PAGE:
Curtis and Susan Abel trudged carefully through the snowy parking lot of the school where they had just voted, both satisfied that they made the right decision. Curtis, 80, cast his ballot for Bernie Sanders. Susan, 79, opted for Hillary Clinton. "I guess we canceled each other out," Susan Abel said with a smile. "It's just, everybody's voting their heart today."

"The silent majority is very angry," said Donna Horvit, 58, a retired food business owner who lives in Londonderry, N.H., and attended Donald Trump's victory rally Tuesday night. Voters are "looking for a refreshing nonpolitician politician, if you know what I mean."

September Hoeler confessed to being a bit overwhelmed as she arrived Tuesday morning at her polling place in Bedford. "It's going to be eenie-meenie-minie-moe," said the 58-year-old Republican.

Ed Ferrero, a 53-year-old sales manager, walked into a school without having made a final decision. He had narrowed his options to Sanders and Republican Ohio Gov. John Kasich. "I like the message on both sides," said Ferrero. He said he decided in the polling station that Kasich fit a middle-of-the road mold. So he voted for the governor.

"We were hoping for a strong second," said Marco Rubio supporter Peter Heed, 65, a lawyer and former district attorney from Keene. "It's going to be tough now. I've never seen him stumble like that," he added, referring to last weekend's GOP debate. "I think that hurt. Talking to a few people I know, they just said, 'What happened? What happened?'"

"We've been back and forth," said Kurt Woetzel, 71, a retired business owner who showed up to vote with his wife, Suzanne. The Woetzels, who said they have lived here since 1969, said this was the hardest choice they've ever faced in a primary. They said they narrowed it to Rubio and Ted Cruz, and finally picked Cruz in part because they worried about Rubio's halting performance in the last debate. Cruz's "values match up with ours," Curtis Woetzel said. "We are evangelical Christians. That's one of his labels."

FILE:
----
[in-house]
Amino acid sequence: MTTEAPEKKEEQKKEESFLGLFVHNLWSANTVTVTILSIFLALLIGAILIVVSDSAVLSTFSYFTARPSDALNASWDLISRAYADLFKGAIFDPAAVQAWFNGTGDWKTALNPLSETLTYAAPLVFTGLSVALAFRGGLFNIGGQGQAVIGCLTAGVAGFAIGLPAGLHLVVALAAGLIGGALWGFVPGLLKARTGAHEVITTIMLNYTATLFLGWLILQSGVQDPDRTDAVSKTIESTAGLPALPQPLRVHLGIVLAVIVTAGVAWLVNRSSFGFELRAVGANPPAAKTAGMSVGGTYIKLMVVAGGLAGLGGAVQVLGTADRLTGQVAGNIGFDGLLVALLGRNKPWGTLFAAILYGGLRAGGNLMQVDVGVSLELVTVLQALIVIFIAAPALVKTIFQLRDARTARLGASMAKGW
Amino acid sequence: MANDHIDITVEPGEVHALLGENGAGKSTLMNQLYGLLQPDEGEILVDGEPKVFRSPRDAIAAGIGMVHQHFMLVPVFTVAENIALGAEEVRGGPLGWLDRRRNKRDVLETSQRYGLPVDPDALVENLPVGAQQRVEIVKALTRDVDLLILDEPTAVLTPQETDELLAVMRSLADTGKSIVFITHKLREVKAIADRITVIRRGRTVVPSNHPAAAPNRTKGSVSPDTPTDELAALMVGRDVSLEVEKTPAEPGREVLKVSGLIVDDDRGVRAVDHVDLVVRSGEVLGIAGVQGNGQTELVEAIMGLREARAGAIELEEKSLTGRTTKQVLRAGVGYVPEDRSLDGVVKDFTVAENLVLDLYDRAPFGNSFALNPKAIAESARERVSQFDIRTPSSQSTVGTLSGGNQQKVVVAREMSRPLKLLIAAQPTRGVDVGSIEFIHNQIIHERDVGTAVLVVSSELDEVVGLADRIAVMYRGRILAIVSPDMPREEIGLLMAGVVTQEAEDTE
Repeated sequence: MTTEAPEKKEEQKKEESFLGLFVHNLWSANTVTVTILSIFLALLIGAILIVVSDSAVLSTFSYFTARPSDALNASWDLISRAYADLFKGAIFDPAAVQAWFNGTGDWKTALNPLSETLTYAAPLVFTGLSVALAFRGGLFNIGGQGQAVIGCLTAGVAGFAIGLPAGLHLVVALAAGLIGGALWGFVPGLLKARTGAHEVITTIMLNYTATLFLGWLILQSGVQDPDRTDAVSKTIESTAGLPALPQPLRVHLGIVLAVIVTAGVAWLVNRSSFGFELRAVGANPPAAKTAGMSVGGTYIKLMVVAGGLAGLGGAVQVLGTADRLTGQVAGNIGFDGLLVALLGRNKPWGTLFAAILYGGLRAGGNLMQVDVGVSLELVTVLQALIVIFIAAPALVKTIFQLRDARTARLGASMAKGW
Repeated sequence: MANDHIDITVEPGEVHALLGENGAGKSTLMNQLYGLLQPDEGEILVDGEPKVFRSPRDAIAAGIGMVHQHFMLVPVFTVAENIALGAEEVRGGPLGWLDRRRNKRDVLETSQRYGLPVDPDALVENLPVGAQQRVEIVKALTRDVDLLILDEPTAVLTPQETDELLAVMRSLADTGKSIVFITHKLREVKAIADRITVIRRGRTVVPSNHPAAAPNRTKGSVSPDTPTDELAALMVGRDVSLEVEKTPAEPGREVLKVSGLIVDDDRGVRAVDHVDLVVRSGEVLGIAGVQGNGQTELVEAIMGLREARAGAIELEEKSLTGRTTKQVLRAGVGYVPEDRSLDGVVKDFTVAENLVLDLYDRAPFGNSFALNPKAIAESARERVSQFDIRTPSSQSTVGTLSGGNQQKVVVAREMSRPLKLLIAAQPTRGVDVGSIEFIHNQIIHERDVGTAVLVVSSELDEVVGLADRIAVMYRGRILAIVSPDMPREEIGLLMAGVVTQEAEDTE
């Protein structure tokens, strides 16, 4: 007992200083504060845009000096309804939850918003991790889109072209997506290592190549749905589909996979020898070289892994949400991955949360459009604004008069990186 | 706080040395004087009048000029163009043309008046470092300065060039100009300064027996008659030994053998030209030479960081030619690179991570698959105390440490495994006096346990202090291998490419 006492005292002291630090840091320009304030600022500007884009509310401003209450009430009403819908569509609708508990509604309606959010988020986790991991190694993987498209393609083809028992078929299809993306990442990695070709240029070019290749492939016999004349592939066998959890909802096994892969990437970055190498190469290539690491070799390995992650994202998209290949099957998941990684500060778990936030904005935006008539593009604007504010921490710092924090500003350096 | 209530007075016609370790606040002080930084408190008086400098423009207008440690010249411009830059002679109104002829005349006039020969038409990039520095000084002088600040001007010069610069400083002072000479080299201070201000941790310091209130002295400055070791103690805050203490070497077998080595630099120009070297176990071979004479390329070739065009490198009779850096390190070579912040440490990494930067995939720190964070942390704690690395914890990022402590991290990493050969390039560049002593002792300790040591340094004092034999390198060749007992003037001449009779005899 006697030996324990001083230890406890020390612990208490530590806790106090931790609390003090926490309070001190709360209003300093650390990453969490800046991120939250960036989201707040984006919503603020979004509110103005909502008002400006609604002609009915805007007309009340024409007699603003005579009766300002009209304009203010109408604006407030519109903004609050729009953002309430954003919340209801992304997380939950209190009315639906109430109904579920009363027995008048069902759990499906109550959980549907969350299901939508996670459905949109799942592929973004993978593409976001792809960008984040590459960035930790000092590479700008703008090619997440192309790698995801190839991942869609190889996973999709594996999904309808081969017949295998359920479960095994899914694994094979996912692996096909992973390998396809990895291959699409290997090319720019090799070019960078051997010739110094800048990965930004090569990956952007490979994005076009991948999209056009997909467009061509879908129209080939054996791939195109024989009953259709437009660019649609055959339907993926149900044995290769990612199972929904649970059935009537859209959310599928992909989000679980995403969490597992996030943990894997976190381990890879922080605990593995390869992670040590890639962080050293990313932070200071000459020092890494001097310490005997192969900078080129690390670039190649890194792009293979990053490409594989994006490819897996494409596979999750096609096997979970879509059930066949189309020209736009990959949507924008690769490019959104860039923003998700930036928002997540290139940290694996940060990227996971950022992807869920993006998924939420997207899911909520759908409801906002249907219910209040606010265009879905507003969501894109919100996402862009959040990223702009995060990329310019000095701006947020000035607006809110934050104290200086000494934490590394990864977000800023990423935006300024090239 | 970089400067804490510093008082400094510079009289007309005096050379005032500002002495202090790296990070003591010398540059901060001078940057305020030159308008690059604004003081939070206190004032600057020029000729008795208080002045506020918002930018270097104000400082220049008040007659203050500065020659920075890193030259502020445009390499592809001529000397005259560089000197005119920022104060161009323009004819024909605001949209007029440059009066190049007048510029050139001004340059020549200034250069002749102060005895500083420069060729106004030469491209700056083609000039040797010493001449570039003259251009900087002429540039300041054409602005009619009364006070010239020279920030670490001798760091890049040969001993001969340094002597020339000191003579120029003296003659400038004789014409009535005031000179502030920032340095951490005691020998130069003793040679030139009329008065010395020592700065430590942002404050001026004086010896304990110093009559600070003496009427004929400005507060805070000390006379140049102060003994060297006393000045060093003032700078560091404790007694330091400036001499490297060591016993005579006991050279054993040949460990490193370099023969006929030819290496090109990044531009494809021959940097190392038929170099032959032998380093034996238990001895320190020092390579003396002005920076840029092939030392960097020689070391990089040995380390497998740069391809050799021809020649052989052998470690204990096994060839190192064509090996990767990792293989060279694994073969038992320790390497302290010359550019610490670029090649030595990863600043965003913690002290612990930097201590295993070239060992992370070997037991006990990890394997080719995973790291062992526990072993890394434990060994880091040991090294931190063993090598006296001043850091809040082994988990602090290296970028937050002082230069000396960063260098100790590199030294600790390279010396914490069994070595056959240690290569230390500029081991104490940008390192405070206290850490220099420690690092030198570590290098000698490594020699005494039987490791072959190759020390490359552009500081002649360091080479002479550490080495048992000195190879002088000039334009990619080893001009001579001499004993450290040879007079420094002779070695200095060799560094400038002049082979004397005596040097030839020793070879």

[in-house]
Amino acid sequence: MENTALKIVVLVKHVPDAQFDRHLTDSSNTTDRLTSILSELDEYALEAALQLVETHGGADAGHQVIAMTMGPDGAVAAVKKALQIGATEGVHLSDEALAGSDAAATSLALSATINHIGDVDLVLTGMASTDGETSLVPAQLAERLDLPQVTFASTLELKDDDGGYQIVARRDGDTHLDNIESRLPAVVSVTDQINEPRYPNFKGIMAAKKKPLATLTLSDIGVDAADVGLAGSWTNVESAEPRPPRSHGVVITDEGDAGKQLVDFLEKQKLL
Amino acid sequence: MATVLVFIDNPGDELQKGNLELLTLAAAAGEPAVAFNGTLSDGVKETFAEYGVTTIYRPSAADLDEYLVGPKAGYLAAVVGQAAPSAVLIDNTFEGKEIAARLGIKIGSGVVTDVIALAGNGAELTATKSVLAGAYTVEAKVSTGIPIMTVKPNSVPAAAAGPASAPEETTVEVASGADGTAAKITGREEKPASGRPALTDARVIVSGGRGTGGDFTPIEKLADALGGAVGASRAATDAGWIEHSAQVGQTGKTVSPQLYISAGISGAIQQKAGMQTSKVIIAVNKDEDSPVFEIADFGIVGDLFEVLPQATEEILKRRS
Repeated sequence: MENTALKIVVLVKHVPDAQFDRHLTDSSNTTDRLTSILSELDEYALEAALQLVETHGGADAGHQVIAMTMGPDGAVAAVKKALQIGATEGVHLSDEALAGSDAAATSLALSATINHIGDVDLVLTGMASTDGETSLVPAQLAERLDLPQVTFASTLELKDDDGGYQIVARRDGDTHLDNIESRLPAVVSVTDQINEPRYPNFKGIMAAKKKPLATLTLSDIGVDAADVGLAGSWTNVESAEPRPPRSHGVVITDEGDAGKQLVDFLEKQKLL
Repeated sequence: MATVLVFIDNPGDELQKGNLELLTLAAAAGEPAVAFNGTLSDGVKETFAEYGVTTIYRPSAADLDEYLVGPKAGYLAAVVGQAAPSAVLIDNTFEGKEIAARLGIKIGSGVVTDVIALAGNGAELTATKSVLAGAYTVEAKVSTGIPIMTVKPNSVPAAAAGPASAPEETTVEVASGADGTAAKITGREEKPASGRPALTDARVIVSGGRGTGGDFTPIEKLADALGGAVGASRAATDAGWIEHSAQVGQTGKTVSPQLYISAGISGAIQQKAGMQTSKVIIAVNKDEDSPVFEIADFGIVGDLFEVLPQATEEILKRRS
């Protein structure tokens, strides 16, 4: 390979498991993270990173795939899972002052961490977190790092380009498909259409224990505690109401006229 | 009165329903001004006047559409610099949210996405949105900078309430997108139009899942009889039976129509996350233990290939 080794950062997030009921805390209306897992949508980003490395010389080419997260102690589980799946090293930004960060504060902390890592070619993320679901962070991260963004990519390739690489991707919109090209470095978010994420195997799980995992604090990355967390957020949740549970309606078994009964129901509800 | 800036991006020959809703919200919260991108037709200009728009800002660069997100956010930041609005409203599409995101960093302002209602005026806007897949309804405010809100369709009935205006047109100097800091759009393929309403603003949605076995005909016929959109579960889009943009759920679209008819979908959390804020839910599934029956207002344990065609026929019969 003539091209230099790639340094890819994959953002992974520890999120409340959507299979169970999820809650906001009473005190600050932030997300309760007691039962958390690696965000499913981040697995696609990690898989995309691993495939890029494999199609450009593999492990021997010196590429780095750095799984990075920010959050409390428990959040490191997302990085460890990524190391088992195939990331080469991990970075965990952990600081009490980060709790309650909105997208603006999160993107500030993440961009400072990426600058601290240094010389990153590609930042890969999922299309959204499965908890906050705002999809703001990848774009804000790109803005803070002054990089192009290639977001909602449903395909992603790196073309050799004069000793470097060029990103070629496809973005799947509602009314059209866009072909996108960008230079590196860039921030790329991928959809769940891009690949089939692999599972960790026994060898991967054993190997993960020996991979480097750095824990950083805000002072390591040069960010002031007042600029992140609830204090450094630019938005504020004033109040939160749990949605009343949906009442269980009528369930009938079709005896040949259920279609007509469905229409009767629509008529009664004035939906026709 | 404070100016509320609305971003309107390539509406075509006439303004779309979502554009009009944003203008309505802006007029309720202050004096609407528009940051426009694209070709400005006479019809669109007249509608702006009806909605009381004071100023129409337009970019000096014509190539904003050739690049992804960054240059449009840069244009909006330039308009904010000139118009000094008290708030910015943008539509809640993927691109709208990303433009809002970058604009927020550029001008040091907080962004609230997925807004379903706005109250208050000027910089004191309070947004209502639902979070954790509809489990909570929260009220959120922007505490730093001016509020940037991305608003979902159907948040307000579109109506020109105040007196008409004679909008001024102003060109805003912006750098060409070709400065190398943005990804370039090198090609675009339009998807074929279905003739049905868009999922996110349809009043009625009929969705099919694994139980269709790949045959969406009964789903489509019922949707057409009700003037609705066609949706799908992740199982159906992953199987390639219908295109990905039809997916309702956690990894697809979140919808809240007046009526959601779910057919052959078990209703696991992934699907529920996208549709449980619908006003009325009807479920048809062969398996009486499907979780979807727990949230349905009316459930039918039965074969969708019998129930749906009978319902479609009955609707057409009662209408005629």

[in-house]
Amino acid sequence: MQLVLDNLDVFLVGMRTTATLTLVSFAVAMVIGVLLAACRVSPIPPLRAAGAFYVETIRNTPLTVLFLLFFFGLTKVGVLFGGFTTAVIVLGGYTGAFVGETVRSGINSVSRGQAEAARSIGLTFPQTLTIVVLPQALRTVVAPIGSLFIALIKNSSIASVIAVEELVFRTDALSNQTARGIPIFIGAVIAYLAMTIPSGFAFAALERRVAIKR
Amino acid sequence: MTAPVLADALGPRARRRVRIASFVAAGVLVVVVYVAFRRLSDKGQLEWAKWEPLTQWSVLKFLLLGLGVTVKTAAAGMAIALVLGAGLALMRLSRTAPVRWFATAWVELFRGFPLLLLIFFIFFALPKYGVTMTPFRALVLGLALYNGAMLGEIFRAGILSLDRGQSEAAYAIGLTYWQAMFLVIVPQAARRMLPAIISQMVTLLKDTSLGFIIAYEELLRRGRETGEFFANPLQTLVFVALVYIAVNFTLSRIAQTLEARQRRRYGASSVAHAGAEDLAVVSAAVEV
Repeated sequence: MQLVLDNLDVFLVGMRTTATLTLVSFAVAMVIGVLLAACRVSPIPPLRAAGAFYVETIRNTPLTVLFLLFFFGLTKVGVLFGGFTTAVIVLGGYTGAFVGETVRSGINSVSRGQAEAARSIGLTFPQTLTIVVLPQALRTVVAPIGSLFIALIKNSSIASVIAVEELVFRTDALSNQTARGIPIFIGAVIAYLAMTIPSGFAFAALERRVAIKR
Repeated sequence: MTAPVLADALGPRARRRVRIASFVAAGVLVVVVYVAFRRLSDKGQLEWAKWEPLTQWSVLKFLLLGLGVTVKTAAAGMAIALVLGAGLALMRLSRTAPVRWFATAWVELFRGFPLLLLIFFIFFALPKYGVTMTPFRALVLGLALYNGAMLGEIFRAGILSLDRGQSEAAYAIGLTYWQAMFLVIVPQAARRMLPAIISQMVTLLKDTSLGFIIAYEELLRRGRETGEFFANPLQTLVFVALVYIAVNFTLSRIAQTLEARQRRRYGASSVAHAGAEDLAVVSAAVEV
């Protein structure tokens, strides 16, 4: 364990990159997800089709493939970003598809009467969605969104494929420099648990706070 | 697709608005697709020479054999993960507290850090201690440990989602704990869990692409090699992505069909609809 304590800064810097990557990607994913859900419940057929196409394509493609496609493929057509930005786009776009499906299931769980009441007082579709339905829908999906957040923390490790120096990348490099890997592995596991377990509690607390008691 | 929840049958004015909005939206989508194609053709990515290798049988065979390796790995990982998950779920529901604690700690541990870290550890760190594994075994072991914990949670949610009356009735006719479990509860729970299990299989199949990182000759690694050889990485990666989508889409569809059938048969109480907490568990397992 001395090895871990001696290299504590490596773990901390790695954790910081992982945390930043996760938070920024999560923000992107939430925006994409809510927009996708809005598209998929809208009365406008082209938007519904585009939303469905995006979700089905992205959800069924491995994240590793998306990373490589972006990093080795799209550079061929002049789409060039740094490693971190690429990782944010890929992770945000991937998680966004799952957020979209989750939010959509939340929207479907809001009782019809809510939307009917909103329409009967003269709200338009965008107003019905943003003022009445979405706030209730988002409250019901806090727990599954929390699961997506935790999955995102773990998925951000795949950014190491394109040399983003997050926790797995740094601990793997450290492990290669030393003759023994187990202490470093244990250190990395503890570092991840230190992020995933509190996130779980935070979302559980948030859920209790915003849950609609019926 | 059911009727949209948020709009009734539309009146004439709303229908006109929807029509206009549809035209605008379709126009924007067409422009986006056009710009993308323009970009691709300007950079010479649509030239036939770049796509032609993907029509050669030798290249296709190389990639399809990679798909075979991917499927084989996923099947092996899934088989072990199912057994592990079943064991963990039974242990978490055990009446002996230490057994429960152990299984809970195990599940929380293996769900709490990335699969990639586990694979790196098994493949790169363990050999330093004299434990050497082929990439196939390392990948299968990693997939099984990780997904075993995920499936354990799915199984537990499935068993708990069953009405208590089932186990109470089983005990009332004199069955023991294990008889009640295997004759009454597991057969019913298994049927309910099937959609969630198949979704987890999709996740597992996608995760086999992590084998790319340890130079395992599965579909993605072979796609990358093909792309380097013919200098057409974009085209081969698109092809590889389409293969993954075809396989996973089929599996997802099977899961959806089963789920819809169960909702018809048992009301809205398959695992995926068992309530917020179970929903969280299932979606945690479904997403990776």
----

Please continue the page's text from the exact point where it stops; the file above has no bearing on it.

Even some who thought Clinton was more experienced — or would have a better chance to beat the Republicans in the general election — felt a tug to go with the candidate they believed in. Clinton "will have a better chance in November, frankly," said Tom Meehan, a 68-year-old psychiatrist, after voting for Sanders. "But I decided to vote for who I wanted rather than worry about November."

"He (Sanders) has made her more articulate," said Susan Saviteer, who, along with husband Peter, voted for the former secretary of state. "He forced her maybe a little left, forced her to address some issues that she might not have otherwise."

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